The Rauch Report
By Bill Rauch
As we approach Edward de Vere’s 465th birthday, we approach also a reevaluation of the notable efforts of Beaufort’s Charlton Ogburn (1911-1998) to show that Stratford-on-Avon’s William Shakespeare did not write the epic works that are widely attributed to him.
Consider, for example, that William Shakespeare of Stratford, a man of modest birth and a minor actor in the theaters of his time, left a dreary and confused Last Will and Testament that, contrary to the custom of writers at the time, made no mention of the rights to any intellectual property to be bequeathed, such as those to the 38 plays and 154 sonnets that are commonly attributed to his authorship and that are widely considered to be the greatest body of work from one hand yet written in the English language.
Consider also that while Shakespeare’s plays demonstrate clearly their formally educated author’s close familiarity with northern Italian cities, the conduct of military affairs, the intrigues of courtiers, the way of life aboard contemporary sailing ships, the intricacies of the British Common Law, and a solid grounding in the Greek and Roman classics, Stratford’s William Shakespeare is known never to have traveled to Italy, never to have attended the Royal Court, never to have fought in war, never to have studied the classics, never to have boarded a sailing ship to go anywhere, nor to have ever even darkened the door to a courtroom.
Yet we have all learned in school that the enigmatic man from Stratford-on-Avon, the “Bard of Stratford-on-Avon,” is the author of this extraordinary body of work, and indeed the British town, Stratford-on-Avon, does a big business in memorializing William Shakespeare’s life and work. Moreover, the livelihoods of countless scholars (the “Stratfordians”) depend upon the Stratford man being “The Bard.” And if it were to be convincingly shown that he was not, theirs and millions more books chronicling various aspects of Renaissance literature would be bound for the dump.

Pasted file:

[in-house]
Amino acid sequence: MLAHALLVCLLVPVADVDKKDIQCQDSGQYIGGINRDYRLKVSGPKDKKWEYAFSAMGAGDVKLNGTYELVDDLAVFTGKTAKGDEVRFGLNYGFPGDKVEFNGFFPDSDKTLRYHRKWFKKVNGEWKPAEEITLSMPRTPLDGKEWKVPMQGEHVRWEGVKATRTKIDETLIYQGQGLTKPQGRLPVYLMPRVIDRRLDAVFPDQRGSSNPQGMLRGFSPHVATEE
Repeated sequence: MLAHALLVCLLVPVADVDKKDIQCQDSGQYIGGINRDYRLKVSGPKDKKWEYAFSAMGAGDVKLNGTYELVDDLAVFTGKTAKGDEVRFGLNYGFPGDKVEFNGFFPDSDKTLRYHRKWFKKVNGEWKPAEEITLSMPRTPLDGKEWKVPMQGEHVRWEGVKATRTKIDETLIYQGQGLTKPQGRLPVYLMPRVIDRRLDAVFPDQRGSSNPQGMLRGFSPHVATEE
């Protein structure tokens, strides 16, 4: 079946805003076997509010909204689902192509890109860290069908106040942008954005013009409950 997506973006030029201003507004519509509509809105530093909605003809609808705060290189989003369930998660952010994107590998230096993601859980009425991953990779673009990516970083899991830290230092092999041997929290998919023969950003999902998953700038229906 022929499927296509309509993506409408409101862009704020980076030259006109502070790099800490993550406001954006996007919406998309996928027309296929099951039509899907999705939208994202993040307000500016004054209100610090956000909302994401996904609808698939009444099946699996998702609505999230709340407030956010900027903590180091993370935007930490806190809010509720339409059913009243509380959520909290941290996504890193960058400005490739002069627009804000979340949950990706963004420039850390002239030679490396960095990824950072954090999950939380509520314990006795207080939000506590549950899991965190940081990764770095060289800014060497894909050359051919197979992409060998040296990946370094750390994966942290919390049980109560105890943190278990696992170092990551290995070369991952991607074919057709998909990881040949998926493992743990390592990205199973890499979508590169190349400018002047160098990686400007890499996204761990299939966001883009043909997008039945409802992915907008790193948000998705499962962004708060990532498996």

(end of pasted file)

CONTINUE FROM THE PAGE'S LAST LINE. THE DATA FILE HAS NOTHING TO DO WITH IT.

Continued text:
Yes, Shakespeare is a modern day industry, and in dollars and cents (and British Sterling) the annual stakes – a.k.a. revenues — are high indeed.
Enter, in 1984, the dog in the Stratfordian manger: Charlton Ogburn of Beaufort, South Carolina, soldier, military intelligence officer, career diplomat, literary detective, blockbuster author of “The Mysterious William Shakespeare: The Myth and Reality,” and patron saint of the “anti-Stratfordians” who are called now the “Oxfordians.”
Ogburn’s 912-page tome laid out the Stratford man as one who was unknown as a writer to his contemporaries, including his children. Ogburn exhaustively replaced him as The Bard with Edward de Vere, the 17th Earl of Oxford, who was said by his contemporaries to be the most gifted poet and playwright of his time even though no plays and only two poems are publicly attributed to him.
In a meticulously researched passage Ogburn showed, for example, that de Vere spent a year in the very towns in northern Italy in which, for example, “The Merchant of Venice,” “Othello,” and “The Taming of the Shrew” are set. He showed also that de Vere faced the Spanish in the Netherlands as Commander of the Horse in 1585, studied law at one of England’s foremost legal academies and served in the British House of Lords – England’s premier lawmaking body at the time – for 40 years. Moreover, to get from his castle in the north of England to London, which he did frequently to attend House of Lords meetings, it was necessary for de Vere to book passage regularly on commercial sailing ships.